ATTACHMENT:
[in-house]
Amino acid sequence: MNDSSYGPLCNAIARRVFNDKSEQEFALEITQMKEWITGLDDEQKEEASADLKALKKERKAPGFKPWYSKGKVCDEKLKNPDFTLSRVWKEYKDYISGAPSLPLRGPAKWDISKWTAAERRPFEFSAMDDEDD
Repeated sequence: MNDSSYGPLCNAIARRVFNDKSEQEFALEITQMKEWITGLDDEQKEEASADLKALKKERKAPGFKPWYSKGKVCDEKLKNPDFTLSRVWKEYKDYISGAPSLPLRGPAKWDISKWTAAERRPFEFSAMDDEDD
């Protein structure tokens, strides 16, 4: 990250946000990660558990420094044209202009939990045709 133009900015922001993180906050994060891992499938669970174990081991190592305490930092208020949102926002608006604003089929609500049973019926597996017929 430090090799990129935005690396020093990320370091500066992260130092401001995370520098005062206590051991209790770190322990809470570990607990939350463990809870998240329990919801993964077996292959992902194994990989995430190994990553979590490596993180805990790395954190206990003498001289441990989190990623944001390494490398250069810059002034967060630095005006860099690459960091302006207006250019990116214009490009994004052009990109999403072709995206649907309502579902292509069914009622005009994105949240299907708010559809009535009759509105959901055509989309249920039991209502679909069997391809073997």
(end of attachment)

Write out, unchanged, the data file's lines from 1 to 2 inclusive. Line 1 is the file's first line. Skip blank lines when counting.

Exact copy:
[in-house]
Amino acid sequence: MNDSSYGPLCNAIARRVFNDKSEQEFALEITQMKEWITGLDDEQKEEASADLKALKKERKAPGFKPWYSKGKVCDEKLKNPDFTLSRVWKEYKDYISGAPSLPLRGPAKWDISKWTAAERRPFEFSAMDDEDD